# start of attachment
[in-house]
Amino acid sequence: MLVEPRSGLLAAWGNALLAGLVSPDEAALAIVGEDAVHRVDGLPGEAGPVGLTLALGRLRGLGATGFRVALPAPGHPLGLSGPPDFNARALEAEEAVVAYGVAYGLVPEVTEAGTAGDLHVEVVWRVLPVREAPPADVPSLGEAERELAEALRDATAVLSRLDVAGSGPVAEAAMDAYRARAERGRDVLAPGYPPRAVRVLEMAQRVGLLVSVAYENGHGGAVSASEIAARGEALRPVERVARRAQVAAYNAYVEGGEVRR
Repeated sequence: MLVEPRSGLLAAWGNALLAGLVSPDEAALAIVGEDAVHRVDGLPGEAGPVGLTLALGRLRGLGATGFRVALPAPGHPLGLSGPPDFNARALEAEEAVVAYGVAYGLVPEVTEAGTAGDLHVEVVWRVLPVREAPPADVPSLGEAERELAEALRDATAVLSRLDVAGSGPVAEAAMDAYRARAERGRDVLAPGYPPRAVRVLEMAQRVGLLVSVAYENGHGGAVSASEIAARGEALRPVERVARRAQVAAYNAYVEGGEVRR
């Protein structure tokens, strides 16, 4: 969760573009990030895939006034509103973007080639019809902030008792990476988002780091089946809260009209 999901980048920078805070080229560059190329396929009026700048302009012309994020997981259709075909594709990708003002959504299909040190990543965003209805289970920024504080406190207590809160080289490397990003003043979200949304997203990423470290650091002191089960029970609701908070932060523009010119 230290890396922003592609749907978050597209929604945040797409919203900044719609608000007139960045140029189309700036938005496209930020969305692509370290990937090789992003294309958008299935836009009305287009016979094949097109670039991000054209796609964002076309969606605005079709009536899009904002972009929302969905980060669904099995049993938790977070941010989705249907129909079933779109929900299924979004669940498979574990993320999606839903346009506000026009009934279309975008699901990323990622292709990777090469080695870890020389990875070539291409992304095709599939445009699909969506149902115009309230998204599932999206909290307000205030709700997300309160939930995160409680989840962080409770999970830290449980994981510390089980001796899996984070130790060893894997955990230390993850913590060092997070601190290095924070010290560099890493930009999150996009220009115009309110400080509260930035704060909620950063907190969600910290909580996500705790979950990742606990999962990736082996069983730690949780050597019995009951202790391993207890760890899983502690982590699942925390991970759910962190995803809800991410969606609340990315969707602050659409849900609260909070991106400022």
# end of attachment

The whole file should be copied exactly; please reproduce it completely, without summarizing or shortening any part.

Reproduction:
[in-house]
Amino acid sequence: MLVEPRSGLLAAWGNALLAGLVSPDEAALAIVGEDAVHRVDGLPGEAGPVGLTLALGRLRGLGATGFRVALPAPGHPLGLSGPPDFNARALEAEEAVVAYGVAYGLVPEVTEAGTAGDLHVEVVWRVLPVREAPPADVPSLGEAERELAEALRDATAVLSRLDVAGSGPVAEAAMDAYRARAERGRDVLAPGYPPRAVRVLEMAQRVGLLVSVAYENGHGGAVSASEIAARGEALRPVERVARRAQVAAYNAYVEGGEVRR
Repeated sequence: MLVEPRSGLLAAWGNALLAGLVSPDEAALAIVGEDAVHRVDGLPGEAGPVGLTLALGRLRGLGATGFRVALPAPGHPLGLSGPPDFNARALEAEEAVVAYGVAYGLVPEVTEAGTAGDLHVEVVWRVLPVREAPPADVPSLGEAERELAEALRDATAVLSRLDVAGSGPVAEAAMDAYRARAERGRDVLAPGYPPRAVRVLEMAQRVGLLVSVAYENGHGGAVSASEIAARGEALRPVERVARRAQVAAYNAYVEGGEVRR
């Protein structure tokens, strides 16, 4: 969760573009990030895939006034509103973007080639019809902030008792990476988002780091089946809260009209 999901980048920078805070080229560059190329396929009026700048302009012309994020997981259709075909594709990708003002959504299909040190990543965003209805289970920024504080406190207590809160080289490397990003003043979200949304997203990423470290650091002191089960029970609701908070932060523009010119 230290890396922003592609749907978050597209929604945040797409919203900044719609608000007139960045140029189309700036938005496209930020969305692509370290990937090789992003294309958008299935836009009305287009016979094949097109670039991000054209796609964002076309969606605005079709009536899009904002972009929302969905980060669904099995049993938790977070941010989705249907129909079933779109929900299924979004669940498979574990993320999606839903346009506000026009009934279309975008699901990323990622292709990777090469080695870890020389990875070539291409992304095709599939445009699909969506149902115009309230998204599932999206909290307000205030709700997300309160939930995160409680989840962080409770999970830290449980994981510390089980001796899996984070130790060893894997955990230390993850913590060092997070601190290095924070010290560099890493930009999150996009220009115009309110400080509260930035704060909620950063907190969600910290909580996500705790979950990742606990999962990736082996069983730690949780050597019995009951202790391993207890760890899983502690982590699942925390991970759910962190995803809800991410969606609340990315969707602050659409849900609260909070991106400022």